When a poor peasant couple saw flashes of gold coming from underneath Heimer’s clothing, they murdered him in the hope of uncovering more riches hidden in his harp. When they opened it, they discovered Aslaug inside. Deciding to care for her, the couple changed her name to Kráka, hid her noble beauty with rags and smeared her with tar.

One day when she was older, she was spotted by Ragnar’s men whilst she bathed. Her beauty was so mesmerising that the men burnt the bread they were making. When Ragnar enquired why the bread was burnt, his men spoke of the girl they’d seen in the woods.

Unbelieving that there could be a woman who surpassed his beloved Thora in beauty, Ragnar sent for the girl asking her to come ‘dressed nor undressed, neither fasting nor eating, and neither alone nor in company’. She arrived draped in a net, biting an onion and with a dog by her side.

Mesmerised by her wit, Ragnar conceded she was indeed more beautiful than Thora. The pair married and had four sons together. However, things nearly unravelled a while later when Ragnar became betrothed to another beautiful woman called Ingeborg.

Hearing the news, Aslaug revealed to Ragnar she wasn’t called Kráka but was in fact born of royal blood and named Aslaug. Upon hearing this, Ragnar broke off his engagement to Ingeborg and remained happily married to Aslaug for the rest of his life.

Ragnar and the snake pit

The sons born to Ragnar by Aslaug would become great warriors in their own right - Ivar the Boneless, Bjorn Ironside, Sigurd Snake-in-the-Eye and Halfdan Ragnarsson. Whilst the historical existence of Ragnar is still up for debate, his sons are all genuine characters from history.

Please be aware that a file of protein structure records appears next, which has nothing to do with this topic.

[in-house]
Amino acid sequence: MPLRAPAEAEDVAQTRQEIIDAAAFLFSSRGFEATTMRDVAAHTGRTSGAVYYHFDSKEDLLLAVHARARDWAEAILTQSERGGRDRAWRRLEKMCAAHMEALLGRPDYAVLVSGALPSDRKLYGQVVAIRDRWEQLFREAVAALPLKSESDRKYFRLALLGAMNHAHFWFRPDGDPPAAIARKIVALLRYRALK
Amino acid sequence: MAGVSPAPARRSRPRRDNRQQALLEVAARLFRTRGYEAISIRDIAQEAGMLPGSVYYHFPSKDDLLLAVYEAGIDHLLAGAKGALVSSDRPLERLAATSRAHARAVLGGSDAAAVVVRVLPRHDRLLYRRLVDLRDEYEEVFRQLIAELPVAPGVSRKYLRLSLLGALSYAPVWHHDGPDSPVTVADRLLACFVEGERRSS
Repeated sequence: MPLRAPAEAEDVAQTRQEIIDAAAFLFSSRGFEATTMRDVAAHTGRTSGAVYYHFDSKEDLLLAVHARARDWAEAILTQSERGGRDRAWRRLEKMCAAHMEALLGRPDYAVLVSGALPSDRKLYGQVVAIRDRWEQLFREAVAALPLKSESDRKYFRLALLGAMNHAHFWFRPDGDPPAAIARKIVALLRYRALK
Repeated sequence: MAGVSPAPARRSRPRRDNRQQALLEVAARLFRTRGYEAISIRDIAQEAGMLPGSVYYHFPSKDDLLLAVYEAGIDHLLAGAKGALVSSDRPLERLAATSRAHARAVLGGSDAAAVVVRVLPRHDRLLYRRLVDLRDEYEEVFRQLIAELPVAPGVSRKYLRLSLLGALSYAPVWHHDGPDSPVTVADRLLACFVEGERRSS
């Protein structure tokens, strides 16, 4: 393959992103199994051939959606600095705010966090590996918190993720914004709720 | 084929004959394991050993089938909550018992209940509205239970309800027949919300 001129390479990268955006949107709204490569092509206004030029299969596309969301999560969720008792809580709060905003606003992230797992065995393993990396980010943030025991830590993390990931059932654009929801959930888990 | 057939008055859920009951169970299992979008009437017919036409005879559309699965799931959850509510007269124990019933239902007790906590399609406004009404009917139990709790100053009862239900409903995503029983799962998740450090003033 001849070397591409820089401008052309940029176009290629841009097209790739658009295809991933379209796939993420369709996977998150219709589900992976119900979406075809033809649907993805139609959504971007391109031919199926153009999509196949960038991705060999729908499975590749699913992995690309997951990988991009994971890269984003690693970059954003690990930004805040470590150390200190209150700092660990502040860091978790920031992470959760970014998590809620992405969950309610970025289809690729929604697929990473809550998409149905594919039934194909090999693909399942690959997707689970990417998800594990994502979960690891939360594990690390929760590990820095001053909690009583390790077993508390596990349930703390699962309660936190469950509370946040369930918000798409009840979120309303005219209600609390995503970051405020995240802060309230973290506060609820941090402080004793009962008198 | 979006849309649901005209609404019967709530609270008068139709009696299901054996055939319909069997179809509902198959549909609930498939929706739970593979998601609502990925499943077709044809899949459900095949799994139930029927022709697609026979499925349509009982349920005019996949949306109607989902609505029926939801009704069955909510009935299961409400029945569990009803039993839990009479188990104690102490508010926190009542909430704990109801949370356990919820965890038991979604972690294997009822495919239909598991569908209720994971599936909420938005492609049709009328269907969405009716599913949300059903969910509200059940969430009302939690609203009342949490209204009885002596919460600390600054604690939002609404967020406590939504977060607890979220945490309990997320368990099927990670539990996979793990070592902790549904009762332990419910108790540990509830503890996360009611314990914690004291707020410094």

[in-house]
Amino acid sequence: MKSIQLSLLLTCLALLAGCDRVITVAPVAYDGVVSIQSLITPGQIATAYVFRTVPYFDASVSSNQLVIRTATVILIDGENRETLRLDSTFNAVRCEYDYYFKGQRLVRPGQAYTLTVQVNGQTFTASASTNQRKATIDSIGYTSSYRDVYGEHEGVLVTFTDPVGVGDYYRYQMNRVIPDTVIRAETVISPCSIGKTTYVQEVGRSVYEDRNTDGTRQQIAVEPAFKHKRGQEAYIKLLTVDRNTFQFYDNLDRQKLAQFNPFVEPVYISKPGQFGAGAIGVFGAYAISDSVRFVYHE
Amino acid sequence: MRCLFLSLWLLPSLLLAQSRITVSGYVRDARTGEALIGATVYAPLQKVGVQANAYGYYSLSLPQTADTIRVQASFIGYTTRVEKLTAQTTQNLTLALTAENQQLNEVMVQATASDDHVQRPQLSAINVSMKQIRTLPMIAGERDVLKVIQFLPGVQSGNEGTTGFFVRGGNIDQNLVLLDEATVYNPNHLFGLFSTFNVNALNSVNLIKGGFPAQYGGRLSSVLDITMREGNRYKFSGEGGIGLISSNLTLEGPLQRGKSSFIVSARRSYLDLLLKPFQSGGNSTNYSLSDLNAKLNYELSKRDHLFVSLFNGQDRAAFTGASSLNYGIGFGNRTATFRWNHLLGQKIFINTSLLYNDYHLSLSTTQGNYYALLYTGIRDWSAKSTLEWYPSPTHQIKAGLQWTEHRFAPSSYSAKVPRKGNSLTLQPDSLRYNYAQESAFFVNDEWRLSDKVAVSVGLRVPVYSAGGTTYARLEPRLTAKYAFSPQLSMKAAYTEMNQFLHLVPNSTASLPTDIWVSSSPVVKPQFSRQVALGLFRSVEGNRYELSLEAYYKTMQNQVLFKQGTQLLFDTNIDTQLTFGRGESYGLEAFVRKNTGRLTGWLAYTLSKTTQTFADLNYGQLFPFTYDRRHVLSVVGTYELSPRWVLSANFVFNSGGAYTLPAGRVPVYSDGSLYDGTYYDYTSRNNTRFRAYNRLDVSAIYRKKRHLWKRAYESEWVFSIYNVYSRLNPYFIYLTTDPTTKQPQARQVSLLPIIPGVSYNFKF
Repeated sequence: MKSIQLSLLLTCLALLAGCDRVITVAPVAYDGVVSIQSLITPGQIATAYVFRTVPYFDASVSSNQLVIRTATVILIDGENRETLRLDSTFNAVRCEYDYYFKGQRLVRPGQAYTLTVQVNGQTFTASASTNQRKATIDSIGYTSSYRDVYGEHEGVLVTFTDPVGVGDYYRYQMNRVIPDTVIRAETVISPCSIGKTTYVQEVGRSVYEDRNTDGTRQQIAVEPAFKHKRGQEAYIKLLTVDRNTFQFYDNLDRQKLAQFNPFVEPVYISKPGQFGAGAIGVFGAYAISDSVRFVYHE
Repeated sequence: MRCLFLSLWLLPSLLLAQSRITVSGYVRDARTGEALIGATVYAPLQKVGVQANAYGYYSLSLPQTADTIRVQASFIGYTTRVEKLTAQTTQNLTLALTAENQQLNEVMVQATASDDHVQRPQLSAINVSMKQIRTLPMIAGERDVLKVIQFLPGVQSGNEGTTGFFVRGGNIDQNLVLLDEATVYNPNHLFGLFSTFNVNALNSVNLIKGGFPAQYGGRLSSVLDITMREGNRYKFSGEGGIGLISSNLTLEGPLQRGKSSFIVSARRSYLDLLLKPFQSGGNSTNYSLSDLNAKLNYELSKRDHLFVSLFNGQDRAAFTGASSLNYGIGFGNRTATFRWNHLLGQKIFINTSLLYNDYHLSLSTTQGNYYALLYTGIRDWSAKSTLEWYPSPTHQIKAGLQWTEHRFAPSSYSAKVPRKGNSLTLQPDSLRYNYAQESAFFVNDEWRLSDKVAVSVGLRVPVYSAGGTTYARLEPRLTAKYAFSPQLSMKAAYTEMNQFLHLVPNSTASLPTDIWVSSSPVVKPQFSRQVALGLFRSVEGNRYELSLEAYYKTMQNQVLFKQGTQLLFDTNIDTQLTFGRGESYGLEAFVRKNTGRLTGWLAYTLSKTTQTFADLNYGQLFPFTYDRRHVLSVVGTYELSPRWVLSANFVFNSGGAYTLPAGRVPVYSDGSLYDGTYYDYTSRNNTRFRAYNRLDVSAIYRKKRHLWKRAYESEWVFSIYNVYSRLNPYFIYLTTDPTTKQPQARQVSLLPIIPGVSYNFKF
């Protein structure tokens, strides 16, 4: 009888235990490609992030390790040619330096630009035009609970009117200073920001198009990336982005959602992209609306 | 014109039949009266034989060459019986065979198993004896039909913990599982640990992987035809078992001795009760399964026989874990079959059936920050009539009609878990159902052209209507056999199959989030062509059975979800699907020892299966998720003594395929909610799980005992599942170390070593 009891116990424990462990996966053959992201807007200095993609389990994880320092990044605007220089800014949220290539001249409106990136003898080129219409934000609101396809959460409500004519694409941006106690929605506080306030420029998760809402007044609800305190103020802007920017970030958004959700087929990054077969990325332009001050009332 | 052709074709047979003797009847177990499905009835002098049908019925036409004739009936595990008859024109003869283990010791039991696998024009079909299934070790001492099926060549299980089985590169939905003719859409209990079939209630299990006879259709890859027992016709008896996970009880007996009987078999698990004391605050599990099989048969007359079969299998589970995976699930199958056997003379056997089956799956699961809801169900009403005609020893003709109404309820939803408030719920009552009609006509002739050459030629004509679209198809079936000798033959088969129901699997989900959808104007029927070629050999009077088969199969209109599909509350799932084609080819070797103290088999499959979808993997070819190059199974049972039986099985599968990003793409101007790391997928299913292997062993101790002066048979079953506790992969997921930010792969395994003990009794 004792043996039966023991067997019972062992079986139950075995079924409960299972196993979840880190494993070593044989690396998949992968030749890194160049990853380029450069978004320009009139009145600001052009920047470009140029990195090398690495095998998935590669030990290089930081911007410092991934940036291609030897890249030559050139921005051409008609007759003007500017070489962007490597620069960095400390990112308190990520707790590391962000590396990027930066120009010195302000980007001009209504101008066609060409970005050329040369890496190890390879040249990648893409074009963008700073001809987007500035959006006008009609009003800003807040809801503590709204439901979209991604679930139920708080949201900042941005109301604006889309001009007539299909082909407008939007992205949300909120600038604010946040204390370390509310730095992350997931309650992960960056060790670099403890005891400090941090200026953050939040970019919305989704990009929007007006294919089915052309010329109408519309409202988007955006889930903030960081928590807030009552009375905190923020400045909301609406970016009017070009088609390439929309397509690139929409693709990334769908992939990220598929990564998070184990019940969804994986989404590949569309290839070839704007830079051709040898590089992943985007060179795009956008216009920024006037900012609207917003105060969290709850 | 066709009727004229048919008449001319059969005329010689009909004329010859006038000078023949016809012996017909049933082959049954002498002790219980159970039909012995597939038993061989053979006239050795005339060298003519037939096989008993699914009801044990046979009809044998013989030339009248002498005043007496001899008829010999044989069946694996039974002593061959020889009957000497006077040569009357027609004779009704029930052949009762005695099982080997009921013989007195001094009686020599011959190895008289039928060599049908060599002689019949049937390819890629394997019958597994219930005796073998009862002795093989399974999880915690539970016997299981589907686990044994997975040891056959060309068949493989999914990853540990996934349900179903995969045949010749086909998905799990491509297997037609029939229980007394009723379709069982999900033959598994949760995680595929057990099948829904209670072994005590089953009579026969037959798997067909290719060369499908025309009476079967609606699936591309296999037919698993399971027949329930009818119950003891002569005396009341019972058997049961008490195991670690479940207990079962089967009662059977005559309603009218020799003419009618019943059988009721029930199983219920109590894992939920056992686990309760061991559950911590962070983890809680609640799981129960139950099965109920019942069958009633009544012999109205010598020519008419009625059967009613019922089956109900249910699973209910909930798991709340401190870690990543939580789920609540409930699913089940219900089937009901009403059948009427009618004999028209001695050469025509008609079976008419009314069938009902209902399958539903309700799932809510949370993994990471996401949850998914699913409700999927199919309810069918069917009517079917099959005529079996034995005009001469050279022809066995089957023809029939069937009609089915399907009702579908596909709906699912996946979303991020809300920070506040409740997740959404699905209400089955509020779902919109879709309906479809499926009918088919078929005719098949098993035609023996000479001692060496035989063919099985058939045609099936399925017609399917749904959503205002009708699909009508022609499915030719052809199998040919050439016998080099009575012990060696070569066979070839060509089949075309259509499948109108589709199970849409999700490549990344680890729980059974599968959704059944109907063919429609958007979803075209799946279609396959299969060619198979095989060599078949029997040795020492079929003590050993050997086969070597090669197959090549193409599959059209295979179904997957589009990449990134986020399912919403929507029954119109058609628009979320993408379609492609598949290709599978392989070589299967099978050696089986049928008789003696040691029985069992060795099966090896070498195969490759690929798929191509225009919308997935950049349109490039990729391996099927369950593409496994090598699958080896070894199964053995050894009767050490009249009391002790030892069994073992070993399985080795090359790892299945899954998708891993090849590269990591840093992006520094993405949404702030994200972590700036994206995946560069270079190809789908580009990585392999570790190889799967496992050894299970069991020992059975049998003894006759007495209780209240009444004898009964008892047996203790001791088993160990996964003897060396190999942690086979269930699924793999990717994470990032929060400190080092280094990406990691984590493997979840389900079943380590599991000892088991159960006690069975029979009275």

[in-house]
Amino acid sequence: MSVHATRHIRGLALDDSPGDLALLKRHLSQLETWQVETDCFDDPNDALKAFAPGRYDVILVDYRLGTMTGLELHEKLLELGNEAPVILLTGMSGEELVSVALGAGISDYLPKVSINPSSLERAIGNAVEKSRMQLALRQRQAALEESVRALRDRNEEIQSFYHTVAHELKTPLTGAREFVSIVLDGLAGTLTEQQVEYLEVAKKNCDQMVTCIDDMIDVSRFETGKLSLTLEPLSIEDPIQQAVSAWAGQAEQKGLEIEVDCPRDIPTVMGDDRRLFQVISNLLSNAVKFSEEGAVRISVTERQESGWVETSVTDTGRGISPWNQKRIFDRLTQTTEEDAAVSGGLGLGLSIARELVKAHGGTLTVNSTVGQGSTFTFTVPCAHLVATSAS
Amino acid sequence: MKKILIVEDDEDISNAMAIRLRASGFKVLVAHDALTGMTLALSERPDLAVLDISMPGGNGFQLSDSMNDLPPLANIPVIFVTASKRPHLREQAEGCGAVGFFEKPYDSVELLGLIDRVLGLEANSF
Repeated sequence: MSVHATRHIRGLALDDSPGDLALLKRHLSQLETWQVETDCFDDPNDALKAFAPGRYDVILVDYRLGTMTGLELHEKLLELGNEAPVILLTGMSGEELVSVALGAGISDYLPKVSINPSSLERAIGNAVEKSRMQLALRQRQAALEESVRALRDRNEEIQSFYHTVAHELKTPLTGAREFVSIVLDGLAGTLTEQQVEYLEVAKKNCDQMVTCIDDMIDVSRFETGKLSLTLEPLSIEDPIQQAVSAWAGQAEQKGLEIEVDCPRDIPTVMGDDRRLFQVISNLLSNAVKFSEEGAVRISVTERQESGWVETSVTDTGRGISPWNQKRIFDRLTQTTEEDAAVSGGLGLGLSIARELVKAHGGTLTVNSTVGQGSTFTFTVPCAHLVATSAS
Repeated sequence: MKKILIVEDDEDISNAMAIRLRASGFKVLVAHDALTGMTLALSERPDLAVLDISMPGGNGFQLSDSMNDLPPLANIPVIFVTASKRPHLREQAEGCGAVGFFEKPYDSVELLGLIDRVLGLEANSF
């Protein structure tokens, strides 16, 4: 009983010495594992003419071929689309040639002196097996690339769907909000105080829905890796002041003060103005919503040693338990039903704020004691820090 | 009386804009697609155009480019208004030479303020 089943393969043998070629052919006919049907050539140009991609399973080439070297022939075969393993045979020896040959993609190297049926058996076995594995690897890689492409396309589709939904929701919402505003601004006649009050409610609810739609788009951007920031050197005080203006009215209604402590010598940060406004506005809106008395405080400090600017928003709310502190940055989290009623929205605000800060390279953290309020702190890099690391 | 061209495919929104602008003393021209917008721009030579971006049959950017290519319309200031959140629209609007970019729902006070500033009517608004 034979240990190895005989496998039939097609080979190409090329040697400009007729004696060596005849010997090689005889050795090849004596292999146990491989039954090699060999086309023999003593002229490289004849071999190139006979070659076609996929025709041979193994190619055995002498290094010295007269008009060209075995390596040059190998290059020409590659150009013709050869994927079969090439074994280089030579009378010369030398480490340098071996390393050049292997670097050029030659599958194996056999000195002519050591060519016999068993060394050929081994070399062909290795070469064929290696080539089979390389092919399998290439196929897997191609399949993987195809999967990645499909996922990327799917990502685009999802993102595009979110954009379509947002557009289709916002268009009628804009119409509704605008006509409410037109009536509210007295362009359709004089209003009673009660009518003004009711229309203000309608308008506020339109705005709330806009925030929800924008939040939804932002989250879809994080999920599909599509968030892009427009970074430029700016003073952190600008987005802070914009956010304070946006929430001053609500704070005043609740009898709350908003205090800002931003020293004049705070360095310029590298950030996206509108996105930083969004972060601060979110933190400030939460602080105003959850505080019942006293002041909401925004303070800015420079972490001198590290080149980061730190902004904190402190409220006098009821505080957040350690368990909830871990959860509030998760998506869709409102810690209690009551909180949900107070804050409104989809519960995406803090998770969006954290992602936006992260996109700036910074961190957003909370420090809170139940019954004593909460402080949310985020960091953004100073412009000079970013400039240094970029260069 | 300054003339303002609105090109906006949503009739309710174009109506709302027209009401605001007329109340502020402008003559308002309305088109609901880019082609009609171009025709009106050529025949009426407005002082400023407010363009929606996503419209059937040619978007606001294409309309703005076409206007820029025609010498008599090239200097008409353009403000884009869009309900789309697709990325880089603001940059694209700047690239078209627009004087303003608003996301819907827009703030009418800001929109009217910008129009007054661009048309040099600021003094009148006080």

Together with his children, Ragnar pillaged and plundered across England, France and further afield. However, he eventually began to grow jealous of his sons’ achievements and so sought to outdo them all by conquering England with just two ships.

His plan failed and he was captured by King Ælla of Northumbria who then, according to legend, threw the Viking warlord into a pit filled with snakes. In that damp, dark, serpent-infested hole the story of Ragnar Lothbrok came to an end.

Upon hearing the death of their father, Ragnar’s sons sought revenge and in 865 AD, Ivar the Boneless led the Great Heathen Army onto English shores. Within a couple of years, York, the capital of Northumbria had fallen to the Viking invaders and King Ælla found himself in the clutches of Ivar.

According to legend, King Ælla was tortured to death by the method of the blood eagle, a grisly Norse ritual of execution whereby a victim suffered severe mutilation via having their back carved open, ribs severed and lungs spread out behind them to create a pair of wings.